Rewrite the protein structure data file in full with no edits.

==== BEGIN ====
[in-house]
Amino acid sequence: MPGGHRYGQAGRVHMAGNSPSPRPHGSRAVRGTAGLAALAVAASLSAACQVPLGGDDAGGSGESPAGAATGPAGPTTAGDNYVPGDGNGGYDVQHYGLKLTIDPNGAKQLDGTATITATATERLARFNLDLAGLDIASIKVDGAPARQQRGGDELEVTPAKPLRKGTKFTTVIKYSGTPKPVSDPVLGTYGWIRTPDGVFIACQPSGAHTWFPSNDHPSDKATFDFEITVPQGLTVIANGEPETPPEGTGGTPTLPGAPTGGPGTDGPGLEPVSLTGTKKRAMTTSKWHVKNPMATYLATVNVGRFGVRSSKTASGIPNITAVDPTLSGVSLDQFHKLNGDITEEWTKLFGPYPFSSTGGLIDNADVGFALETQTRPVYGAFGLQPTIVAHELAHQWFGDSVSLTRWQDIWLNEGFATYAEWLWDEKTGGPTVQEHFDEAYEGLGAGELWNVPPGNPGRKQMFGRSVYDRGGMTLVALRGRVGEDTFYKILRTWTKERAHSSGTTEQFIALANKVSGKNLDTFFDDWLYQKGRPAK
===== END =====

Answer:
[in-house]
Amino acid sequence: MPGGHRYGQAGRVHMAGNSPSPRPHGSRAVRGTAGLAALAVAASLSAACQVPLGGDDAGGSGESPAGAATGPAGPTTAGDNYVPGDGNGGYDVQHYGLKLTIDPNGAKQLDGTATITATATERLARFNLDLAGLDIASIKVDGAPARQQRGGDELEVTPAKPLRKGTKFTTVIKYSGTPKPVSDPVLGTYGWIRTPDGVFIACQPSGAHTWFPSNDHPSDKATFDFEITVPQGLTVIANGEPETPPEGTGGTPTLPGAPTGGPGTDGPGLEPVSLTGTKKRAMTTSKWHVKNPMATYLATVNVGRFGVRSSKTASGIPNITAVDPTLSGVSLDQFHKLNGDITEEWTKLFGPYPFSSTGGLIDNADVGFALETQTRPVYGAFGLQPTIVAHELAHQWFGDSVSLTRWQDIWLNEGFATYAEWLWDEKTGGPTVQEHFDEAYEGLGAGELWNVPPGNPGRKQMFGRSVYDRGGMTLVALRGRVGEDTFYKILRTWTKERAHSSGTTEQFIALANKVSGKNLDTFFDDWLYQKGRPAK